Tuesday, October 4, 2016

Smaller turnout in the locks was OK

By David Horst  sandhill7@gmail.com

This was a far cry from 150 boats.

That's how many kayaks, canoes and stand-up boards we expected to show up at Lutz Park for the Appleton Locks Paddle.

That was before the one-week delay, due to hazardously high water flow on the Fox River, and the forecast for rain all day on our substitute date, Oct. 1.

The 38 boats that showed up didn't pack the locks full, as photos of past years' trips testify. No clanking of gunwales. No pushing of boats into the path of the lock gates.

We saw immature eagles. We saw an osprey. We saw deer nosing along the edge of the yards on the north side of the river.

Friends gather for a group shot after a laid back 6-mile Appleton Locks Paddle.
And it didn't even rain.

It has seemed at times that our North East Wisconsin Paddlers public paddle events have fallen victim to their own success. It is fun to turn out a big crowd and enjoy the variety of boat colors and designs, and personalities of their owners. A flotilla like that nails our goal of getting people out on the water, but a smaller crowd has its charms.

I was able to have extended conversations under paddle power with the veteran paddler who drove up from Milwaukee, the former municipal worker who put up with my recitation of the history of the Appleton sewage treatment plant's anaerobic digesters and guy who is much closer to a real farmer than I am.

The logistIcs of launching and landing were were not on a scale with Normandy, as some of these outings seem to be. The group wasn't stretched over miles of River. It was just nice.

These outings are essentially planned by three guys and pulled off on launch day with a lot of help from just a few more. It was up to the three of us to make go, no-go decision. We made the absolutely right call.

The previous Thursday, the flow created a 2-foot standing wave of water rushing from the navigation channel to the open gates of the dam, eager to take someone along for the ride. Now the surface was flat, though the pull of the current was still real enough to kindle an active imagination to consider how bad of a day that would be.

As we pulled into Sunset Park in Kimberly, I realized this was it for the season and my mind turned to what we will ask all of these people to do with us next year. I'll be OK if for some of those trips, they count in the dozens instead of the hundreds.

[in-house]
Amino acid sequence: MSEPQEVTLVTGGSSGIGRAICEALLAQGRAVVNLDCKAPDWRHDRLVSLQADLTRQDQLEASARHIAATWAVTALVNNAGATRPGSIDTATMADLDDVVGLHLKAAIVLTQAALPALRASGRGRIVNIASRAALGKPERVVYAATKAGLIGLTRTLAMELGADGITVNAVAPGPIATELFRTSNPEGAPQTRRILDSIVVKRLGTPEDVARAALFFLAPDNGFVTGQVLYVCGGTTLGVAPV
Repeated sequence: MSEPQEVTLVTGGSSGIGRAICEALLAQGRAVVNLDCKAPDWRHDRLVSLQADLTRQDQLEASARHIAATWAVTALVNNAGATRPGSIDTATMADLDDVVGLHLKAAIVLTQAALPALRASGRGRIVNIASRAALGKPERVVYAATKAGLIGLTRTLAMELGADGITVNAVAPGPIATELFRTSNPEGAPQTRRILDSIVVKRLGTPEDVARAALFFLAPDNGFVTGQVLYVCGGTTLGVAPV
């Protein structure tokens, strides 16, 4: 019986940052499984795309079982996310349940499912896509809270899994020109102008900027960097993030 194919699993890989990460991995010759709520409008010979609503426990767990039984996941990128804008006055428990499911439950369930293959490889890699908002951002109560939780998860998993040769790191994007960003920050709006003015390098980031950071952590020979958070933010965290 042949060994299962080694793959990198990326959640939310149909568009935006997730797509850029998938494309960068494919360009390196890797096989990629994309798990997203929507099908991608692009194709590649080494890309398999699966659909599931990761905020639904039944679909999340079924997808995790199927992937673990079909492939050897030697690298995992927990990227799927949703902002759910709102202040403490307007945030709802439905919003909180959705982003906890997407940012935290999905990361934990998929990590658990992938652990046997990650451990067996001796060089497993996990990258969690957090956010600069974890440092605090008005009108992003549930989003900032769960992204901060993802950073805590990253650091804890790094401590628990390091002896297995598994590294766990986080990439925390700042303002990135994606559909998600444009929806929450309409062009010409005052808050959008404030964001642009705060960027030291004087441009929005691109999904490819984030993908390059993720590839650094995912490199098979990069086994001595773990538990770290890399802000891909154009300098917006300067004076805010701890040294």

Saturday, September 10, 2016

Ellen's 'Migration'

By David Horst

The love of my life and I visited the Green Bay Botanical Garden this summer. As we always do, we went to the domed Stumpf Belevedere gazebo to read the line of Ellen Kort's poetry inscribed there.

Ellen Kort
It was the first time we had been there since Ellen's passing more than a year ago. There was such a powerful feeling of loss that we had to leave the shelter.

We knew Ellen. I had the pleasure of working with her on a couple of small projects and I worked with her late son, Kris. My wife taught her grandson and knows her daughters.

To be honest, hundreds of people were closer to Ellen Kort than I was, yet I felt the loss. It was something about her poet's heart and peaceful presence that made people feel a closer connection than the facts could justify.

My most special interaction with Ellen was having her respond to a column I wrote about taking part in the Midwest Crane Count -- watching the sun come up over a farm field and recording the activities of the sandhill cranes.

She called me and read a poem to me over the phone. I didn't include the full poem at the time because she hadn't published it yet. A recent email asked if I could provide the full text.

Here it is. My wish is that we all see Ellen's shadow on the ground at times that we are in need of calm.

Tuesday, August 23, 2016

At Home with Hummers

Each year nature seems to send a special gift to us up on the sandhill we call home. Last year, it was a bounty of monarch caterpillars transforming into butterflies. In recent weeks, we have been surrounded by frolicking hummingbirds.

Six, seven, maybe eight hummingbirds will fly high-speed sorties around our house, chasing each other to get the advantage at each of three feeders.

They will swoop up and down in arcs in front of the house, or scramble around back to catch their tiny breath on a twig. Stand on the back deck and you are certain you are going to have a hummer beak stuck in your ear.

They have been the source of hours of enjoyment, some of which I will share here.


Thursday, July 21, 2016

Cottonball sky

The sunsets frequently are beautiful up on the Sandhill, but tonight the sky turned alien. Reds, purples, greens. A ridge of cloud containing a cottonball sky.


This explanation from WRFV-TV5 meteorologist Dave Miller:

Those are mammatus clouds. They generally are found behind thunderstorms. They are boiling clouds bubbling down, with a lot of turbulence in them.